DECEMBER 26, 1996
Earlier this month the Democrats released their education package for the 105th Congress. Amongst the proposals were: annual tax reductions to help families pay for college and federal funding to upgrade school technology. To take a closer look at what all this means, Margaret Warner talks with two members of Congress.
A RealAudio version of this NewsHour segment is available.
December 2, 1996:
Washington DC tries to fix its troubled public schools.
November 21, 1996:
A comparative study reveals that American students trail Asian nations in math and science but perform similarly as young people in Germany or England.
The Chairman and Ranking Member of the House committee on education and labor discuss what policies we can expect from the 105th Congress
Check out the Online Forum on the 21st Century Classroom?
An Online debate on the pros and cons of School vouchers.
The Online NewsHour looks at Education and Politics in the Congress.
August 22, 1996:
Bob Dole advisor and former Education Secretary Lamar Alexander debates school choice, the political work of the unions and merit pay for teachers with Al Shanker, president of the American Federation of Teachers.
July 23, 1996:
President Clinton's Education Secretary Richard Riley debates education reform with William Bennett.
April 17, 1996:
Politicians and educators have embraced school uniforms as a way to reduce violence in public schools.
March 27, 1996:
Politicians and business leaders gather for an education summit
Browse Online NewsHour's Education coverage
MARGARET WARNER: The proposal by Senate Democrats would fund five education programs that President Clinton advocated during the election campaign. They are tuition assistance of $1,500 per student in either grants or tax credits for the first two years of college, annual tax reductions of $10,000 to help families pay for college, subsidies for school construction or renovation bonds, federal funding to upgrade school technology, like connecting computers to the Internet, and literacy assistance for parents, tutoring programs, and Head Start to ensure that every third grader can read. For a debate on these ideas we turn now to Democratic Sen. Byron Dorgan of North Dakota, one of the chief sponsors of the initiatives, and Republican Bill Frist of Tennessee, a member of the Senate Labor & Human Resources Committee which oversees education. Welcome, gentlemen. Sen. Dorgan, why do we need this kind of federal assistance to public education right now?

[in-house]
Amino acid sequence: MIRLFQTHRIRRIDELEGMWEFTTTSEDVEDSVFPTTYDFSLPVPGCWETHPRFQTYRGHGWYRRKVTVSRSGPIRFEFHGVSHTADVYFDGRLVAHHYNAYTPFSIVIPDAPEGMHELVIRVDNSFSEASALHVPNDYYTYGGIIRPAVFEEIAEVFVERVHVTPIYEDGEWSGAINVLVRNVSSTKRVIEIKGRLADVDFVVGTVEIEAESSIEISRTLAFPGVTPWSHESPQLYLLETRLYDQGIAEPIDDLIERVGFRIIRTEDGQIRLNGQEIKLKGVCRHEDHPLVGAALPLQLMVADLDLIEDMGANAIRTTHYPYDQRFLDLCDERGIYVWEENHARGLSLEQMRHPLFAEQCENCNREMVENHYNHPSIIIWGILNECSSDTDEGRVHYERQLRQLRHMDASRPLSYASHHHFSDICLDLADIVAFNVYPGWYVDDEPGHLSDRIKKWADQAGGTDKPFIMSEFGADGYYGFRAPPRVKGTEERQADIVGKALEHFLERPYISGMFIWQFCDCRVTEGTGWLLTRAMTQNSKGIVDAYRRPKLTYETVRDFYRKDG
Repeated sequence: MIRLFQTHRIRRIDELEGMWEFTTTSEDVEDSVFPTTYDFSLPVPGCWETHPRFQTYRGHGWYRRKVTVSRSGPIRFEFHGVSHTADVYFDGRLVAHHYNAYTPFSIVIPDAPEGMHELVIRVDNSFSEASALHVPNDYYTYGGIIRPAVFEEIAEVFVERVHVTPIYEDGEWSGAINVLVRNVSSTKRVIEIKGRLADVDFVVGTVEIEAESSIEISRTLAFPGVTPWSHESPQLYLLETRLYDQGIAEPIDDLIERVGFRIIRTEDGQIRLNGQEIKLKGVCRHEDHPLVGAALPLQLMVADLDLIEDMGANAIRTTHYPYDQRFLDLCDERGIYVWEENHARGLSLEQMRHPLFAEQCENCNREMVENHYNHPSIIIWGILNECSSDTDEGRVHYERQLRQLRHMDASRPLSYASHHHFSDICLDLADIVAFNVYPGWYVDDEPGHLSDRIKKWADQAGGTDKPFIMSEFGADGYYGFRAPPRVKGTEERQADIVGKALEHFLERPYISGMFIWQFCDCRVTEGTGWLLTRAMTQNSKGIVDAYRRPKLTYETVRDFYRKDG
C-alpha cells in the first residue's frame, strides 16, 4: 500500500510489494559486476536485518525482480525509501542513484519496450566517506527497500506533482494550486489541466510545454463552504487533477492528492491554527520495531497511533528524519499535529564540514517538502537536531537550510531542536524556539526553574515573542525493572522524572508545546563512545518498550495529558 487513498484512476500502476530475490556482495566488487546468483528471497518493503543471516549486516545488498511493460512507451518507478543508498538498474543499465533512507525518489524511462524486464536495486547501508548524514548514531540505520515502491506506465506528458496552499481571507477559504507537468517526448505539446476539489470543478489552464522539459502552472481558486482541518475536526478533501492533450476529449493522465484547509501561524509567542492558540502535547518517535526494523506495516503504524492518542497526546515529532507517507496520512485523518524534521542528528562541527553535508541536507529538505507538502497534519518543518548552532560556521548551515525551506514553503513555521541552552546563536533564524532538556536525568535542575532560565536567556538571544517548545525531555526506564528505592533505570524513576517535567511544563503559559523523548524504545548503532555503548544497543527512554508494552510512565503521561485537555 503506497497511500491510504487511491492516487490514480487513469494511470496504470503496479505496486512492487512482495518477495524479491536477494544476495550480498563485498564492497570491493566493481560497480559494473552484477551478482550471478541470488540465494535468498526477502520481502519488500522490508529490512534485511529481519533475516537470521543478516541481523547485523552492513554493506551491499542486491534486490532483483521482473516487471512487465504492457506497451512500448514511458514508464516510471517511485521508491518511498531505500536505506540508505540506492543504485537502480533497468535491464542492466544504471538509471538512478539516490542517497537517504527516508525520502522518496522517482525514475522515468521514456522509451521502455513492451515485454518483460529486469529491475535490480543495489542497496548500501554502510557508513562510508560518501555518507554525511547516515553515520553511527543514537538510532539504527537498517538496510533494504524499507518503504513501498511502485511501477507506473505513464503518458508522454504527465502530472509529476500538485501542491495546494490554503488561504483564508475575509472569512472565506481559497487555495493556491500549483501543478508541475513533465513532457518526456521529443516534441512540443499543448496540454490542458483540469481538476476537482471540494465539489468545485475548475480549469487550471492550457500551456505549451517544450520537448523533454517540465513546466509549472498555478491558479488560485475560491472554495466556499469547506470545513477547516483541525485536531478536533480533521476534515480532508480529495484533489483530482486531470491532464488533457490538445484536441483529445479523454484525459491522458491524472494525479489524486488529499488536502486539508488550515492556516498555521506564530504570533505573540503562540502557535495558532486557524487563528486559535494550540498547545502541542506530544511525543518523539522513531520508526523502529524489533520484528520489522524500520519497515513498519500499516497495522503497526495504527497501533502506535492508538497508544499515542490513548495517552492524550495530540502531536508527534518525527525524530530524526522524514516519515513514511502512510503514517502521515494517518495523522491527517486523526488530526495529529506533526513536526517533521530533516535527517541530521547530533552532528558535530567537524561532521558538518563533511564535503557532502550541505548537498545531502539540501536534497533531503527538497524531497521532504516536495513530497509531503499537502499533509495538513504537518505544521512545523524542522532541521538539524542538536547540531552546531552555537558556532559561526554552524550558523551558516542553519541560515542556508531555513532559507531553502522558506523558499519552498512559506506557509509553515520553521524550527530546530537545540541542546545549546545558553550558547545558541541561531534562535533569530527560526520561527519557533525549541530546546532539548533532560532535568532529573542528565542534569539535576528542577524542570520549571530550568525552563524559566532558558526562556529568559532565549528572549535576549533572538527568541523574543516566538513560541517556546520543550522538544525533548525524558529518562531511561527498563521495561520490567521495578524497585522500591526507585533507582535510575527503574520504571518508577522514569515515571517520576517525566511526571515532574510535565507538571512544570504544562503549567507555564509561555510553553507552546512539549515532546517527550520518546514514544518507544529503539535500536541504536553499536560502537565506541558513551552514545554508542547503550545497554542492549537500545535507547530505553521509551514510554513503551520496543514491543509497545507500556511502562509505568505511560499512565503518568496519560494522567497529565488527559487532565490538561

SEN. BYRON DORGAN, (D) North Dakota: Well, first of all, we have a real challenge in education that we have to meet, and we're not suggesting that the principal function of the U.S. Congress is to address the central needs of elementary and secondary education. We understand that is largely a function of local and state governments. But there are some things we can do, and we have established five approaches that represent challenges in which we become a partner. And one of the things that we hope very much is that in the call for bipartisanship that I hope very much will materialize in this Congress that we will see substantial bipartisanship on the issue of education. Children's education is not and should not be a partisan issue.
MARGARET WARNER: Do you think Republicans are going to be interested in these proposals from what you've seen of them?
SEN. BILL FRIST, (R) Tennessee: Well, I think that the Republicans are going to be very, very committed to making education primary in the overall agenda of the 105th Congress. I don't think there's an American alive today who would deny that education for our children is critical and vital to not only their future but the future of that next generation in the future of this country. I am pleased that the Democrats started that dialogue just last week with laying out these five principles. I think the dialogue can be very constructive as we discuss each one of those. On the other hand, there's some really underlying principles that are not addressed at all, and they go back to allowing some innovation in the way we structurally deliver education today. And the concern of parents today and every American citizen is how can we make the system better. And we can't do it by just throwing money at a system today which we tried to do in the past, and it just hasn't worked.